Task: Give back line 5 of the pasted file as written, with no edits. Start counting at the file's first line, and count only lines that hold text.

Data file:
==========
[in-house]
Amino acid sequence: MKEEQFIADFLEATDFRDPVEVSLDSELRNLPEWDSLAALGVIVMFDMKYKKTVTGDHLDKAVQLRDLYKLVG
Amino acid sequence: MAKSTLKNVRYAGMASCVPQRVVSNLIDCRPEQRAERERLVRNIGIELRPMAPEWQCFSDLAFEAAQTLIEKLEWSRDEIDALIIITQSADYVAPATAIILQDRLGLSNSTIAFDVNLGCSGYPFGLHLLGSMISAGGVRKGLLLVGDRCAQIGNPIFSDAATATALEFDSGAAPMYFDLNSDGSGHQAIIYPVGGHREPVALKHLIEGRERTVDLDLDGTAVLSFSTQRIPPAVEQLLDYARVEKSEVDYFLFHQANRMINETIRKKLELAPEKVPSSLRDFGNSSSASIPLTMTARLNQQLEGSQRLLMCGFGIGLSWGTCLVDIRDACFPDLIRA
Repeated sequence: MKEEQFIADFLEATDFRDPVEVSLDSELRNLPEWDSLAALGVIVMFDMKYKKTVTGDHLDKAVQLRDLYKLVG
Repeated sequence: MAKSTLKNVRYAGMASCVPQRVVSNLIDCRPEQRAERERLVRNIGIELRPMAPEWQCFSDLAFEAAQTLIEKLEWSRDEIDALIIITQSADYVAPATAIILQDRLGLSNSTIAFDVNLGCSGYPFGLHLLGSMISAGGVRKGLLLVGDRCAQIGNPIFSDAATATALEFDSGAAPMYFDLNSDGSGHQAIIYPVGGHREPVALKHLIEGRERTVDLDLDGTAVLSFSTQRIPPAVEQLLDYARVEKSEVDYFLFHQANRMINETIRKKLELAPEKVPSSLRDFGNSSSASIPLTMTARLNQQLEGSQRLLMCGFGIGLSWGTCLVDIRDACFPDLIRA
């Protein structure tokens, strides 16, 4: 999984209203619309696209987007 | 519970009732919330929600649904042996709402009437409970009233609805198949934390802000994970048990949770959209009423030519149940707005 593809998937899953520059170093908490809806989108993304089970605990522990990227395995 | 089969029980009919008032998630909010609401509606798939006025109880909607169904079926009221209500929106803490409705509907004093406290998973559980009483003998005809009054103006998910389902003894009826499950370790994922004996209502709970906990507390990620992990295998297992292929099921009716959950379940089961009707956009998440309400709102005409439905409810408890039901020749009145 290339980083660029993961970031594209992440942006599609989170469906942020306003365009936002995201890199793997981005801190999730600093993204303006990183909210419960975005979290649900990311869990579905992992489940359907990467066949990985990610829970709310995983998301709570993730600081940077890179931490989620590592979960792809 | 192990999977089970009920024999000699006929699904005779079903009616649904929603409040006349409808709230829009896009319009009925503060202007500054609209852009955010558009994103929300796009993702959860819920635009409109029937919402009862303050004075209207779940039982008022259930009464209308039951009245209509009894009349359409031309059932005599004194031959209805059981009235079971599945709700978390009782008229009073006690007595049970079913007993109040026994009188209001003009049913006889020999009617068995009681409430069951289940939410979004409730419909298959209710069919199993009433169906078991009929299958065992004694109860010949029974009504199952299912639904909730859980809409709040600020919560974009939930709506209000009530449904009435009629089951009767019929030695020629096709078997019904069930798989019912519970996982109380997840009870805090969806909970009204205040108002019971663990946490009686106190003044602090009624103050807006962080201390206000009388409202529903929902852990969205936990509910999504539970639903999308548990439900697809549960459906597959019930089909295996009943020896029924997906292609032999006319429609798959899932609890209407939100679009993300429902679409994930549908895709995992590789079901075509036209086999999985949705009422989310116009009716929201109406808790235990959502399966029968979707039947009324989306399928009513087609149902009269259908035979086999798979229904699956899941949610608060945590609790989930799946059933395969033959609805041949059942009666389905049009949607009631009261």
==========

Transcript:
Repeated sequence: MAKSTLKNVRYAGMASCVPQRVVSNLIDCRPEQRAERERLVRNIGIELRPMAPEWQCFSDLAFEAAQTLIEKLEWSRDEIDALIIITQSADYVAPATAIILQDRLGLSNSTIAFDVNLGCSGYPFGLHLLGSMISAGGVRKGLLLVGDRCAQIGNPIFSDAATATALEFDSGAAPMYFDLNSDGSGHQAIIYPVGGHREPVALKHLIEGRERTVDLDLDGTAVLSFSTQRIPPAVEQLLDYARVEKSEVDYFLFHQANRMINETIRKKLELAPEKVPSSLRDFGNSSSASIPLTMTARLNQQLEGSQRLLMCGFGIGLSWGTCLVDIRDACFPDLIRA